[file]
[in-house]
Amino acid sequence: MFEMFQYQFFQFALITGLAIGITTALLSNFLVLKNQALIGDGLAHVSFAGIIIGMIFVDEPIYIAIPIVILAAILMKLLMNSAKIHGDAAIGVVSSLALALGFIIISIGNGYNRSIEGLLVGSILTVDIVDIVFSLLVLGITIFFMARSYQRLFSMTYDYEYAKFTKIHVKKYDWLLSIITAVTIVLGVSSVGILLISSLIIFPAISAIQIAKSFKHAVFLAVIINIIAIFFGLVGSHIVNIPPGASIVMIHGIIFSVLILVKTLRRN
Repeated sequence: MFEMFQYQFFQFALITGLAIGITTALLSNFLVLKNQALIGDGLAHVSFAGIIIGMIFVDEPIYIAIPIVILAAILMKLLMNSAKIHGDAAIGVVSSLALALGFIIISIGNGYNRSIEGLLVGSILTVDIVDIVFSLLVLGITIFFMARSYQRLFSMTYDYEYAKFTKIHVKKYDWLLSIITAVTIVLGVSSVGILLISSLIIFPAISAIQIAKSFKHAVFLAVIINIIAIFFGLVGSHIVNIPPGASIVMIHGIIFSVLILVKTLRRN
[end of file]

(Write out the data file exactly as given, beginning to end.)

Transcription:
[in-house]
Amino acid sequence: MFEMFQYQFFQFALITGLAIGITTALLSNFLVLKNQALIGDGLAHVSFAGIIIGMIFVDEPIYIAIPIVILAAILMKLLMNSAKIHGDAAIGVVSSLALALGFIIISIGNGYNRSIEGLLVGSILTVDIVDIVFSLLVLGITIFFMARSYQRLFSMTYDYEYAKFTKIHVKKYDWLLSIITAVTIVLGVSSVGILLISSLIIFPAISAIQIAKSFKHAVFLAVIINIIAIFFGLVGSHIVNIPPGASIVMIHGIIFSVLILVKTLRRN
Repeated sequence: MFEMFQYQFFQFALITGLAIGITTALLSNFLVLKNQALIGDGLAHVSFAGIIIGMIFVDEPIYIAIPIVILAAILMKLLMNSAKIHGDAAIGVVSSLALALGFIIISIGNGYNRSIEGLLVGSILTVDIVDIVFSLLVLGITIFFMARSYQRLFSMTYDYEYAKFTKIHVKKYDWLLSIITAVTIVLGVSSVGILLISSLIIFPAISAIQIAKSFKHAVFLAVIINIIAIFFGLVGSHIVNIPPGASIVMIHGIIFSVLILVKTLRRN